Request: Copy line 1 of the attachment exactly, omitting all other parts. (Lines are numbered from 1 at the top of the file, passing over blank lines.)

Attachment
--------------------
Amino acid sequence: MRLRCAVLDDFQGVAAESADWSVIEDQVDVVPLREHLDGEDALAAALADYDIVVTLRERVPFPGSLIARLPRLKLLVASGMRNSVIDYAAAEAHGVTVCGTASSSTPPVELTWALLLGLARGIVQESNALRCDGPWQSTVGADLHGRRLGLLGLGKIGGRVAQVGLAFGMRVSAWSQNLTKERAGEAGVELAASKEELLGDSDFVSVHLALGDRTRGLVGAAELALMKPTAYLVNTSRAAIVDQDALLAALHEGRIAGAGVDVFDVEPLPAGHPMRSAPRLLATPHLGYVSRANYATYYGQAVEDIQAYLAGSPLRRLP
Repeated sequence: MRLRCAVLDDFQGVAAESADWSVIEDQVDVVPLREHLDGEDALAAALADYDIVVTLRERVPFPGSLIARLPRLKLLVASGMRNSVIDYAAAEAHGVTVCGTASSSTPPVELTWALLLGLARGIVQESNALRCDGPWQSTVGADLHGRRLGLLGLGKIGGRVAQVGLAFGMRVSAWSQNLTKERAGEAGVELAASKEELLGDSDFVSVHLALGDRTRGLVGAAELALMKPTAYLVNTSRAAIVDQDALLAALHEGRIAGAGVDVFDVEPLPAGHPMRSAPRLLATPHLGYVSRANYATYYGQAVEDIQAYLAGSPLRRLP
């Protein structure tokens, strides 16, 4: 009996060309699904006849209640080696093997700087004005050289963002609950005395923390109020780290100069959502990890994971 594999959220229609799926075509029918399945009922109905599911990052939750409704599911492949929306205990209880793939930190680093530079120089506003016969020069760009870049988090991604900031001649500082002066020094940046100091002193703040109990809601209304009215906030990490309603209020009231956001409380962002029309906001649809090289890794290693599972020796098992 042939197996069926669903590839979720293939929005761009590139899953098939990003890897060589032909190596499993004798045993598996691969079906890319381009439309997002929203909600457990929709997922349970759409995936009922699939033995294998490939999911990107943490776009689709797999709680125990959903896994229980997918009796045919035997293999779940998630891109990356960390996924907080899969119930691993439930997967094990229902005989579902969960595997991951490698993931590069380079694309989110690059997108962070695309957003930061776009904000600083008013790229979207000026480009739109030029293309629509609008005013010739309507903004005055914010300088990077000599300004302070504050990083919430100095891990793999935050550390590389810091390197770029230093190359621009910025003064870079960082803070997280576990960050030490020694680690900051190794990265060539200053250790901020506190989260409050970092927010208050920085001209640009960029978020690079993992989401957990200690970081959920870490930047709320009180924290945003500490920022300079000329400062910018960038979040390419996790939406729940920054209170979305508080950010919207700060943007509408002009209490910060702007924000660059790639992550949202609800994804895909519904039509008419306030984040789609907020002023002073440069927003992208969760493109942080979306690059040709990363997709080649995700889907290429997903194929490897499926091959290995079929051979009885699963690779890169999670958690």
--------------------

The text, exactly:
Amino acid sequence: MRLRCAVLDDFQGVAAESADWSVIEDQVDVVPLREHLDGEDALAAALADYDIVVTLRERVPFPGSLIARLPRLKLLVASGMRNSVIDYAAAEAHGVTVCGTASSSTPPVELTWALLLGLARGIVQESNALRCDGPWQSTVGADLHGRRLGLLGLGKIGGRVAQVGLAFGMRVSAWSQNLTKERAGEAGVELAASKEELLGDSDFVSVHLALGDRTRGLVGAAELALMKPTAYLVNTSRAAIVDQDALLAALHEGRIAGAGVDVFDVEPLPAGHPMRSAPRLLATPHLGYVSRANYATYYGQAVEDIQAYLAGSPLRRLP